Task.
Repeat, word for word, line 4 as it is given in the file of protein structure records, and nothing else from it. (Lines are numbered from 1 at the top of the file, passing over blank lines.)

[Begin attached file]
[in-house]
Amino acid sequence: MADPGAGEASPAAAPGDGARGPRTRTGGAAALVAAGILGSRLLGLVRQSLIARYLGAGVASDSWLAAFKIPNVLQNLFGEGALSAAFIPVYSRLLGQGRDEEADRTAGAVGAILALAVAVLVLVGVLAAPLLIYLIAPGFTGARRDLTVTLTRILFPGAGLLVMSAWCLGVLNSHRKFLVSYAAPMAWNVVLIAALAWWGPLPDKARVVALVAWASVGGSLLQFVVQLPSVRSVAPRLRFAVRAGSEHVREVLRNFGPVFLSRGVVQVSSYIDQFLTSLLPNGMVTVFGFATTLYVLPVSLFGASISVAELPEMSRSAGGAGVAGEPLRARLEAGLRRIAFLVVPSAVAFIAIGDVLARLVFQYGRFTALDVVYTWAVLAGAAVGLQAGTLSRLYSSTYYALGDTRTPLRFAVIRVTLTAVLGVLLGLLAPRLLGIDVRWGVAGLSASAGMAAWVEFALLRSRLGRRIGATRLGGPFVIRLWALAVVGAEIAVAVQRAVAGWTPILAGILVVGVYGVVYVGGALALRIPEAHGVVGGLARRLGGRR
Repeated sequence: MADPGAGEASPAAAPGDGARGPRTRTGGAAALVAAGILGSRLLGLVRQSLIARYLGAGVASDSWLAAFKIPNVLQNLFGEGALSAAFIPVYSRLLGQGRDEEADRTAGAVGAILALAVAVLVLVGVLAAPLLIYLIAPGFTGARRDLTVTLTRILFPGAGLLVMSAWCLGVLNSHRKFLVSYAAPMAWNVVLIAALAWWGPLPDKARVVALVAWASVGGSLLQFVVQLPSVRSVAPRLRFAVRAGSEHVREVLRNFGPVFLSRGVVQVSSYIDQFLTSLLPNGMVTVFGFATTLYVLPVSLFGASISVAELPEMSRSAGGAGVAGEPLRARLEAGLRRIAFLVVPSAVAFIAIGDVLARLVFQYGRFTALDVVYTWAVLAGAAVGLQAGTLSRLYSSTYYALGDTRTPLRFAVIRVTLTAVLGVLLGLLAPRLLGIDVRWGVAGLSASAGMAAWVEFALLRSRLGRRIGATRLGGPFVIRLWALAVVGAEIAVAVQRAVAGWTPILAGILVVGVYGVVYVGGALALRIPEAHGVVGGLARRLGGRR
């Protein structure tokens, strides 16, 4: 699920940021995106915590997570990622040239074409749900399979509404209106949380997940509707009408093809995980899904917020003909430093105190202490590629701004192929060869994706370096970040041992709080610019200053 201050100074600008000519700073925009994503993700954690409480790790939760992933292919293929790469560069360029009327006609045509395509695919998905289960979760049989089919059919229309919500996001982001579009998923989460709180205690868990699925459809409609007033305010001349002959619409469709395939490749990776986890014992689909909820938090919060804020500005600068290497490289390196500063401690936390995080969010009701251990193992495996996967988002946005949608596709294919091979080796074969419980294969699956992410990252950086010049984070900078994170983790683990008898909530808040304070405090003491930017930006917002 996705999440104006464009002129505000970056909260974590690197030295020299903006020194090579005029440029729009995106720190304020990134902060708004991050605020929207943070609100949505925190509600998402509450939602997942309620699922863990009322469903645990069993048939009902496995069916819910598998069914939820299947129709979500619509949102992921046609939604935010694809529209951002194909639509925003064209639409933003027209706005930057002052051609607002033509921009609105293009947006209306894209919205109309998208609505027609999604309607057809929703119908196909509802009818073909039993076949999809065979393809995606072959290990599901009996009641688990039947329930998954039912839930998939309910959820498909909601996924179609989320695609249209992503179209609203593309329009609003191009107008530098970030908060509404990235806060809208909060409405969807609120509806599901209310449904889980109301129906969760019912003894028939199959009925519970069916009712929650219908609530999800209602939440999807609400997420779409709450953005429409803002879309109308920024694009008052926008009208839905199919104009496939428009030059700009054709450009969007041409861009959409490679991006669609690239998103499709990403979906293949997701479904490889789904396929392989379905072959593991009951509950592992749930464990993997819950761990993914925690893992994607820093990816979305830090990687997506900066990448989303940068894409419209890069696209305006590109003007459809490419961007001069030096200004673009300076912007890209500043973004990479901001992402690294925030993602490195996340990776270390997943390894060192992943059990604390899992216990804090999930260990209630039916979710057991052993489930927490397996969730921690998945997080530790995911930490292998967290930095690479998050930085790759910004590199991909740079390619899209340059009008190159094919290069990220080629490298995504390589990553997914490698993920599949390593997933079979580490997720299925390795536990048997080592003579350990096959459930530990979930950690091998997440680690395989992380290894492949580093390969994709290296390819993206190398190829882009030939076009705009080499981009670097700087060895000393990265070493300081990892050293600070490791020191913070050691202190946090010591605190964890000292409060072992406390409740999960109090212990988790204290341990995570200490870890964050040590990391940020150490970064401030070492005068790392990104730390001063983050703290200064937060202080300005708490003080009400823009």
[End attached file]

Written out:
């Protein structure tokens, strides 16, 4: 699920940021995106915590997570990622040239074409749900399979509404209106949380997940509707009408093809995980899904917020003909430093105190202490590629701004192929060869994706370096970040041992709080610019200053 201050100074600008000519700073925009994503993700954690409480790790939760992933292919293929790469560069360029009327006609045509395509695919998905289960979760049989089919059919229309919500996001982001579009998923989460709180205690868990699925459809409609007033305010001349002959619409469709395939490749990776986890014992689909909820938090919060804020500005600068290497490289390196500063401690936390995080969010009701251990193992495996996967988002946005949608596709294919091979080796074969419980294969699956992410990252950086010049984070900078994170983790683990008898909530808040304070405090003491930017930006917002 996705999440104006464009002129505000970056909260974590690197030295020299903006020194090579005029440029729009995106720190304020990134902060708004991050605020929207943070609100949505925190509600998402509450939602997942309620699922863990009322469903645990069993048939009902496995069916819910598998069914939820299947129709979500619509949102992921046609939604935010694809529209951002194909639509925003064209639409933003027209706005930057002052051609607002033509921009609105293009947006209306894209919205109309998208609505027609999604309607057809929703119908196909509802009818073909039993076949999809065979393809995606072959290990599901009996009641688990039947329930998954039912839930998939309910959820498909909601996924179609989320695609249209992503179209609203593309329009609003191009107008530098970030908060509404990235806060809208909060409405969807609120509806599901209310449904889980109301129906969760019912003894028939199959009925519970069916009712929650219908609530999800209602939440999807609400997420779409709450953005429409803002879309109308920024694009008052926008009208839905199919104009496939428009030059700009054709450009969007041409861009959409490679991006669609690239998103499709990403979906293949997701479904490889789904396929392989379905072959593991009951509950592992749930464990993997819950761990993914925690893992994607820093990816979305830090990687997506900066990448989303940068894409419209890069696209305006590109003007459809490419961007001069030096200004673009300076912007890209500043973004990479901001992402690294925030993602490195996340990776270390997943390894060192992943059990604390899992216990804090999930260990209630039916979710057991052993489930927490397996969730921690998945997080530790995911930490292998967290930095690479998050930085790759910004590199991909740079390619899209340059009008190159094919290069990220080629490298995504390589990553997914490698993920599949390593997933079979580490997720299925390795536990048997080592003579350990096959459930530990979930950690091998997440680690395989992380290894492949580093390969994709290296390819993206190398190829882009030939076009705009080499981009670097700087060895000393990265070493300081990892050293600070490791020191913070050691202190946090010591605190964890000292409060072992406390409740999960109090212990988790204290341990995570200490870890964050040590990391940020150490970064401030070492005068790392990104730390001063983050703290200064937060202080300005708490003080009400823009």